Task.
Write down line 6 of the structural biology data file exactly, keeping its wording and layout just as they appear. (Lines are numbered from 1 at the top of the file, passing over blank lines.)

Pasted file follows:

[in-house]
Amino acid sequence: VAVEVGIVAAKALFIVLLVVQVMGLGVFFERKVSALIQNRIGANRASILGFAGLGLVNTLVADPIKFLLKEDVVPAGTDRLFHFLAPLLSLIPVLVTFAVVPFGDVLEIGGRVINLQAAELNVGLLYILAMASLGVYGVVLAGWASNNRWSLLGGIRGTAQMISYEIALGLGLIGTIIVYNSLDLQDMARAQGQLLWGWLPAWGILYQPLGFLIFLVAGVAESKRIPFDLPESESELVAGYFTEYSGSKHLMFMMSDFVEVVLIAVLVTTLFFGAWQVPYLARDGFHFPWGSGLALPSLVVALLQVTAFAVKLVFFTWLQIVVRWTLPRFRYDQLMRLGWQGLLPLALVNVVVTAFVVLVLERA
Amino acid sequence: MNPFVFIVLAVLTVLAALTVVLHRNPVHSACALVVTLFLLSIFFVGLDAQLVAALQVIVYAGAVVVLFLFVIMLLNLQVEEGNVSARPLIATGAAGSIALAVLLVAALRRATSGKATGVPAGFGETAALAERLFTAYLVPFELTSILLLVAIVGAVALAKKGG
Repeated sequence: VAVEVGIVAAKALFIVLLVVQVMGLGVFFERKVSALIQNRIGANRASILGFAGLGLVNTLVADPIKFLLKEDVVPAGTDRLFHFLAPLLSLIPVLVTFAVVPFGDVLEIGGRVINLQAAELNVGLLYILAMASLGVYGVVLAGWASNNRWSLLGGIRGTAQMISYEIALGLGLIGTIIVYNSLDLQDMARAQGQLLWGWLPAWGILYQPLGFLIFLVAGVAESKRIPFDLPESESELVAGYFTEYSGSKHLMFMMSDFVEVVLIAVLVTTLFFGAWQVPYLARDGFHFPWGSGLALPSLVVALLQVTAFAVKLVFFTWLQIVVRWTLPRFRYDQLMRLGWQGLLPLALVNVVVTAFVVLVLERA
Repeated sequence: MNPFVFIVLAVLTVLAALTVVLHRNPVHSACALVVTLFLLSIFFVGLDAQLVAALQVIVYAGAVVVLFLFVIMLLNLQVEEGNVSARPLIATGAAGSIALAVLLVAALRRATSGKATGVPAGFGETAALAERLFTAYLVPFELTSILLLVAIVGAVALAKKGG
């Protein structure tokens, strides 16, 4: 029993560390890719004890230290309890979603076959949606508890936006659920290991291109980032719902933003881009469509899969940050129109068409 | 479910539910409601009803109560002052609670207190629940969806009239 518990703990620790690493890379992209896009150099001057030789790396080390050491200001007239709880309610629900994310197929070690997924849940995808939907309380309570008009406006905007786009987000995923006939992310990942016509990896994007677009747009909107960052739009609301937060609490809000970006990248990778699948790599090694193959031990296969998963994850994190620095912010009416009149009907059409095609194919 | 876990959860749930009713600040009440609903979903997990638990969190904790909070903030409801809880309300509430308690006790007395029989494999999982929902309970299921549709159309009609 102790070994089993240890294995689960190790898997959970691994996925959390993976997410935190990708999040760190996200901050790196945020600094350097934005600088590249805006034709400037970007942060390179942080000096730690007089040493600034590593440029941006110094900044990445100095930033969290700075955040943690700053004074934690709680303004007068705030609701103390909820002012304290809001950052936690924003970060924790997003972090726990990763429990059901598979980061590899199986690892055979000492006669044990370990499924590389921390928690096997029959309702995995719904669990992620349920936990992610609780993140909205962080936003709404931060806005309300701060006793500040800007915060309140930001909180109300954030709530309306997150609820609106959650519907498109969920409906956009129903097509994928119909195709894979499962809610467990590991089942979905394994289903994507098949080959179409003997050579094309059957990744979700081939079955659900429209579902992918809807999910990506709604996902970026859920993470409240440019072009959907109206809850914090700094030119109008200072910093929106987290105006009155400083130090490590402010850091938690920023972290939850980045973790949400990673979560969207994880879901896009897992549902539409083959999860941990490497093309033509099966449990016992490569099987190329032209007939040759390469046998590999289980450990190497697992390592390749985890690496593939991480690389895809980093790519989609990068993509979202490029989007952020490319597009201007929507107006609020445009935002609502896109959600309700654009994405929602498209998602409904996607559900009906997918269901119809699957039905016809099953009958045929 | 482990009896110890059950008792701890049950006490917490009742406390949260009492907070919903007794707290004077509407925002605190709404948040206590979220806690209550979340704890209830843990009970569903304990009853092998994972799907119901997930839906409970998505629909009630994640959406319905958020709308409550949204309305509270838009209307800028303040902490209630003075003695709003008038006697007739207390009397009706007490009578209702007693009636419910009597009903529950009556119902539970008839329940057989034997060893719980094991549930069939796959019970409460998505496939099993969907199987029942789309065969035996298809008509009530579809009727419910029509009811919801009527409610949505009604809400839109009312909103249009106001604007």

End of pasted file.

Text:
């Protein structure tokens, strides 16, 4: 029993560390890719004890230290309890979603076959949606508890936006659920290991291109980032719902933003881009469509899969940050129109068409 | 479910539910409601009803109560002052609670207190629940969806009239 518990703990620790690493890379992209896009150099001057030789790396080390050491200001007239709880309610629900994310197929070690997924849940995808939907309380309570008009406006905007786009987000995923006939992310990942016509990896994007677009747009909107960052739009609301937060609490809000970006990248990778699948790599090694193959031990296969998963994850994190620095912010009416009149009907059409095609194919 | 876990959860749930009713600040009440609903979903997990638990969190904790909070903030409801809880309300509430308690006790007395029989494999999982929902309970299921549709159309009609 102790070994089993240890294995689960190790898997959970691994996925959390993976997410935190990708999040760190996200901050790196945020600094350097934005600088590249805006034709400037970007942060390179942080000096730690007089040493600034590593440029941006110094900044990445100095930033969290700075955040943690700053004074934690709680303004007068705030609701103390909820002012304290809001950052936690924003970060924790997003972090726990990763429990059901598979980061590899199986690892055979000492006669044990370990499924590389921390928690096997029959309702995995719904669990992620349920936990992610609780993140909205962080936003709404931060806005309300701060006793500040800007915060309140930001909180109300954030709530309306997150609820609106959650519907498109969920409906956009129903097509994928119909195709894979499962809610467990590991089942979905394994289903994507098949080959179409003997050579094309059957990744979700081939079955659900429209579902992918809807999910990506709604996902970026859920993470409240440019072009959907109206809850914090700094030119109008200072910093929106987290105006009155400083130090490590402010850091938690920023972290939850980045973790949400990673979560969207994880879901896009897992549902539409083959999860941990490497093309033509099966449990016992490569099987190329032209007939040759390469046998590999289980450990190497697992390592390749985890690496593939991480690389895809980093790519989609990068993509979202490029989007952020490319597009201007929507107006609020445009935002609502896109959600309700654009994405929602498209998602409904996607559900009906997918269901119809699957039905016809099953009958045929 | 482990009896110890059950008792701890049950006490917490009742406390949260009492907070919903007794707290004077509407925002605190709404948040206590979220806690209550979340704890209830843990009970569903304990009853092998994972799907119901997930839906409970998505629909009630994640959406319905958020709308409550949204309305509270838009209307800028303040902490209630003075003695709003008038006697007739207390009397009706007490009578209702007693009636419910009597009903529950009556119902539970008839329940057989034997060893719980094991549930069939796959019970409460998505496939099993969907199987029942789309065969035996298809008509009530579809009727419910029509009811919801009527409610949505009604809400839109009312909103249009106001604007």